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Risk Factors for Peripheral Intravenous Catheter Failure: A Multivariate Analysis of Data from a Randomized Controlled Trial

Published online by Cambridge University Press:  10 May 2016

Marianne C. Wallis*
Affiliation:
School of Nursing and Midwifery, University of the Sunshine Coast, Sippy Downs, Queensland, Australia National Health and Medical Research Council Centre of Research Excellence in Nursing Interventions for Hospitalised Patients, Griffith Health Institute, Nathan, Queensland, Australia
Matthew McGrail
Affiliation:
Monash University, Gippsland Campus, Victoria, Australia
Joan Webster
Affiliation:
National Health and Medical Research Council Centre of Research Excellence in Nursing Interventions for Hospitalised Patients, Griffith Health Institute, Nathan, Queensland, Australia Royal Brisbane and Women's Hospital, Herston, Queensland, Australia
Nicole Marsh
Affiliation:
National Health and Medical Research Council Centre of Research Excellence in Nursing Interventions for Hospitalised Patients, Griffith Health Institute, Nathan, Queensland, Australia Royal Brisbane and Women's Hospital, Herston, Queensland, Australia
John Gowardman
Affiliation:
Intensive Care Unit, Royal Brisbane and Women's Hospital, Herston, Queensland, Australia
E. Geoffrey Playford
Affiliation:
Infection Management Services, Princess Alexandra Hospital, Woolloongabba, Queensland, Australia
Claire M. Rickard
Affiliation:
National Health and Medical Research Council Centre of Research Excellence in Nursing Interventions for Hospitalised Patients, Griffith Health Institute, Nathan, Queensland, Australia
*
School of Nursing and Midwifery, University of the Sunshine Coast, Locked Bag 4, Maroochydore DC, Queensland 4558, Australia (mwallis@usc.edu.au)

Abstract

Objective.

To assess the relative importance of independent risk factors for peripheral intravenous catheter (PIVC) failure.

Methods.

Secondary data analysis from a randomized controlled trial of PIVC dwell time. The Prentice, Williams, and Peterson statistical model was used to identify and compare risk factors for phlebitis, occlusion, and accidental removal.

Setting.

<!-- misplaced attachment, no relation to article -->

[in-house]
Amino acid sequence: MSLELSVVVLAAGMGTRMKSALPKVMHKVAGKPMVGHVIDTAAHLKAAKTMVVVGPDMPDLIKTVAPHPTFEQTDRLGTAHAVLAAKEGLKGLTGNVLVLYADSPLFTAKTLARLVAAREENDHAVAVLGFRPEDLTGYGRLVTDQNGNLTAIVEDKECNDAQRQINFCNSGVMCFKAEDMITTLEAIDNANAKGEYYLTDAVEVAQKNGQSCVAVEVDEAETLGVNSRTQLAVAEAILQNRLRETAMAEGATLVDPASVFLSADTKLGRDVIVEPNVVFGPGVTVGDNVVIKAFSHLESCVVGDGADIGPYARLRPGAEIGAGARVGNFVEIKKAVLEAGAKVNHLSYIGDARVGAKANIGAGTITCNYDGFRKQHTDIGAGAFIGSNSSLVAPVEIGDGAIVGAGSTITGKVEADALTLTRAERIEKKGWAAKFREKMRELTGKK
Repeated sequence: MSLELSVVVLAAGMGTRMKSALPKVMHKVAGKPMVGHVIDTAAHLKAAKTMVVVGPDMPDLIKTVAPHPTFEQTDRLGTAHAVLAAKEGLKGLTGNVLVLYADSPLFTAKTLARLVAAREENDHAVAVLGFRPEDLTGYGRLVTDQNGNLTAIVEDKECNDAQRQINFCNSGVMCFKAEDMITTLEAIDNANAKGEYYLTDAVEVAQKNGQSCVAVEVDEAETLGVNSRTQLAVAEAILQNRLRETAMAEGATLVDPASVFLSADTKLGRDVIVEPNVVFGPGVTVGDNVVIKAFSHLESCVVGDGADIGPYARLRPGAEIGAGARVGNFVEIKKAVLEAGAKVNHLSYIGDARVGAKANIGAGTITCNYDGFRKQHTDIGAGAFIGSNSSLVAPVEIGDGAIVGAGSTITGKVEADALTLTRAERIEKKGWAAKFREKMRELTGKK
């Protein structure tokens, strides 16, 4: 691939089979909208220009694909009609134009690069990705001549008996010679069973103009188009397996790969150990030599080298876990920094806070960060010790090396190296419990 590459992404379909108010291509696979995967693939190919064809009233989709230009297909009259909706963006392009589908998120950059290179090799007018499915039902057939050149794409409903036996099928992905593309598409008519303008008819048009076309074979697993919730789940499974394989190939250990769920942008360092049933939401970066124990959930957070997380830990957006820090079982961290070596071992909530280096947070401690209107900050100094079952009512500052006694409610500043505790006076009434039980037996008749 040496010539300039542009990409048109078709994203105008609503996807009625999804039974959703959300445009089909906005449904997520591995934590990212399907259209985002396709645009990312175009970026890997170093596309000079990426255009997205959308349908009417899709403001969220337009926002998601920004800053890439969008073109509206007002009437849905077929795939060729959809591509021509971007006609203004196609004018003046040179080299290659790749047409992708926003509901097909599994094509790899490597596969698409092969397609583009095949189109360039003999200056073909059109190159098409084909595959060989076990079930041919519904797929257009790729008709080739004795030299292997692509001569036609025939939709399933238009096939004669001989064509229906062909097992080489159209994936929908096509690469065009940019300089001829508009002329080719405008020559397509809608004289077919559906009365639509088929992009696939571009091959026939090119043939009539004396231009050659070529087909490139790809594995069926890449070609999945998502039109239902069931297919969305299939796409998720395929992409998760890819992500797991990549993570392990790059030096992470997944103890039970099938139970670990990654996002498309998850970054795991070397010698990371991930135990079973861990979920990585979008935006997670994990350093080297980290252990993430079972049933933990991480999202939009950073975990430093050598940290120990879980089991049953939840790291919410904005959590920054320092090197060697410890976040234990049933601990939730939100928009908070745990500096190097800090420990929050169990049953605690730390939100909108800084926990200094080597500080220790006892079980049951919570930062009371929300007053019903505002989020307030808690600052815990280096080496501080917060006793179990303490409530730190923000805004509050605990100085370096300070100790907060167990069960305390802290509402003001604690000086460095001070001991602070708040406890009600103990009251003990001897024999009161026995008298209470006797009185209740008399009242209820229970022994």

Three acute care hospitals in Queensland, Australia.

Participants.

The trial included 3,283 adult medical and surgical patients (5,907 catheters) with a PIVC with greater than 4 days of expected use.

Results.

Modifiable risk factors for occlusion included hand, antecubital fossa, or upper arm insertion compared with forearm (hazard ratio [HR], 1.47 [95% confidence interval (CI), 1.28–1.68], 1.27 [95% CI, 1.08–1.49], and 1.25 [95% CI, 1.04–1.50], respectively); and for phlebitis, larger diameter PIVC (HR, 1.48 [95% CI, 1.08–2.03]). PIVCs inserted by the operating and radiology suite staff had lower occlusion risk than ward insertions (HR, 0.80 [95% CI, 0.67–0.94]). Modifiable risks for accidental removal included hand or antecubital fossa insertion compared with forearm (HR, 2.45 [95% CI, 1.93–3.10] and 1.65 [95% CI, 1.23–2.22], respectively), clinical staff insertion compared with intravenous service (HR, 1.69 [95% CI, 1.30–2.20]); and smaller PIVC diameter (HR, 1.29 [95% CI, 1.02–1.61]). Female sex was a nonmodifiable factor associated with an increased risk of both phlebitis (HR, 1.64 [95% CI, 1.28–2.09]) and occlusion (HR, 1.44 [95% CI, 1.30–1.61]).

Conclusions.

PIVC survival is improved by preferential forearm insertion, selection of appropriate PIVC diameter, and insertion by intravenous teams and other specialists.

Trial Registration.

The original randomized controlled trial on which this secondary analysis is based is registered with the Australian New Zealand Clinical Trials Registry (http://www.anzctr.org.au; ACTRN12608000445370).

Type
Original Article
Copyright
Copyright © The Society for Healthcare Epidemiology of America 2014

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